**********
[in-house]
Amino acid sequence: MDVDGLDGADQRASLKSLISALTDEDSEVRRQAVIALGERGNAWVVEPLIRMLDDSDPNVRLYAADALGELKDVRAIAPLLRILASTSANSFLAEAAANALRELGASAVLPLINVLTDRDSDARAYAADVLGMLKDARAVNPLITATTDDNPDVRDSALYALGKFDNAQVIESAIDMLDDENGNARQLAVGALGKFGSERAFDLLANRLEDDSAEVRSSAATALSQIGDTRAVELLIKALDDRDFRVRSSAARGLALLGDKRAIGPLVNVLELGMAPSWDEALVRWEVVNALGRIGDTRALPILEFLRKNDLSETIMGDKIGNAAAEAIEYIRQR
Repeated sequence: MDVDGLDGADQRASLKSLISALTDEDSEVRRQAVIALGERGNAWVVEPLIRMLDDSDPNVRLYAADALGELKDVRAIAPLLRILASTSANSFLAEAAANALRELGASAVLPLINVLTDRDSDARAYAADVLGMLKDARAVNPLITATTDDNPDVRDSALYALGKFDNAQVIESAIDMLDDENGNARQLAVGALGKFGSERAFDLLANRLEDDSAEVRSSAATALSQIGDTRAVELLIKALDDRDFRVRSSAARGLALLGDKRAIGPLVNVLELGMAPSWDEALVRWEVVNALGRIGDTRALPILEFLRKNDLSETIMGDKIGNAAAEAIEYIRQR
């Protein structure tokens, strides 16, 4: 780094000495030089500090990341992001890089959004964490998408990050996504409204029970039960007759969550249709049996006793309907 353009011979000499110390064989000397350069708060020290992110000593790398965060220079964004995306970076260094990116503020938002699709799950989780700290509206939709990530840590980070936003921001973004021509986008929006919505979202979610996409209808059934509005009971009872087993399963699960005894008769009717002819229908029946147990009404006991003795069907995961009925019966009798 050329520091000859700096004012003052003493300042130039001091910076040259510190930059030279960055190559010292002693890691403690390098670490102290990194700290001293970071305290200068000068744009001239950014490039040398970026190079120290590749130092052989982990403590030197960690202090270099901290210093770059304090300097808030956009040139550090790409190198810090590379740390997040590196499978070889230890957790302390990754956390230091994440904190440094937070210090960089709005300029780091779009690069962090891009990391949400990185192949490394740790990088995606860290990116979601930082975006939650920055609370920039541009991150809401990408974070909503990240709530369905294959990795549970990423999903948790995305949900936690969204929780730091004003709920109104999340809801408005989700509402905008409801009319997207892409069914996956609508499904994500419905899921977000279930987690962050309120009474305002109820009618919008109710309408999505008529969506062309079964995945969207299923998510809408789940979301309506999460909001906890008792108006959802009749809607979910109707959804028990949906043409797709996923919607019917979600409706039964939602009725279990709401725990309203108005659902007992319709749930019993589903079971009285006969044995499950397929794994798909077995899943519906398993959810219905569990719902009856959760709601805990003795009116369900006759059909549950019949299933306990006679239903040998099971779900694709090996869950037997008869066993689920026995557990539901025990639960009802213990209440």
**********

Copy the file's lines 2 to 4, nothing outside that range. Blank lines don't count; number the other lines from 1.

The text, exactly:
Amino acid sequence: MDVDGLDGADQRASLKSLISALTDEDSEVRRQAVIALGERGNAWVVEPLIRMLDDSDPNVRLYAADALGELKDVRAIAPLLRILASTSANSFLAEAAANALRELGASAVLPLINVLTDRDSDARAYAADVLGMLKDARAVNPLITATTDDNPDVRDSALYALGKFDNAQVIESAIDMLDDENGNARQLAVGALGKFGSERAFDLLANRLEDDSAEVRSSAATALSQIGDTRAVELLIKALDDRDFRVRSSAARGLALLGDKRAIGPLVNVLELGMAPSWDEALVRWEVVNALGRIGDTRALPILEFLRKNDLSETIMGDKIGNAAAEAIEYIRQR
Repeated sequence: MDVDGLDGADQRASLKSLISALTDEDSEVRRQAVIALGERGNAWVVEPLIRMLDDSDPNVRLYAADALGELKDVRAIAPLLRILASTSANSFLAEAAANALRELGASAVLPLINVLTDRDSDARAYAADVLGMLKDARAVNPLITATTDDNPDVRDSALYALGKFDNAQVIESAIDMLDDENGNARQLAVGALGKFGSERAFDLLANRLEDDSAEVRSSAATALSQIGDTRAVELLIKALDDRDFRVRSSAARGLALLGDKRAIGPLVNVLELGMAPSWDEALVRWEVVNALGRIGDTRALPILEFLRKNDLSETIMGDKIGNAAAEAIEYIRQR
């Protein structure tokens, strides 16, 4: 780094000495030089500090990341992001890089959004964490998408990050996504409204029970039960007759969550249709049996006793309907 353009011979000499110390064989000397350069708060020290992110000593790398965060220079964004995306970076260094990116503020938002699709799950989780700290509206939709990530840590980070936003921001973004021509986008929006919505979202979610996409209808059934509005009971009872087993399963699960005894008769009717002819229908029946147990009404006991003795069907995961009925019966009798 050329520091000859700096004012003052003493300042130039001091910076040259510190930059030279960055190559010292002693890691403690390098670490102290990194700290001293970071305290200068000068744009001239950014490039040398970026190079120290590749130092052989982990403590030197960690202090270099901290210093770059304090300097808030956009040139550090790409190198810090590379740390997040590196499978070889230890957790302390990754956390230091994440904190440094937070210090960089709005300029780091779009690069962090891009990391949400990185192949490394740790990088995606860290990116979601930082975006939650920055609370920039541009991150809401990408974070909503990240709530369905294959990795549970990423999903948790995305949900936690969204929780730091004003709920109104999340809801408005989700509402905008409801009319997207892409069914996956609508499904994500419905899921977000279930987690962050309120009474305002109820009618919008109710309408999505008529969506062309079964995945969207299923998510809408789940979301309506999460909001906890008792108006959802009749809607979910109707959804028990949906043409797709996923919607019917979600409706039964939602009725279990709401725990309203108005659902007992319709749930019993589903079971009285006969044995499950397929794994798909077995899943519906398993959810219905569990719902009856959760709601805990003795009116369900006759059909549950019949299933306990006679239903040998099971779900694709090996869950037997008869066993689920026995557990539901025990639960009802213990209440």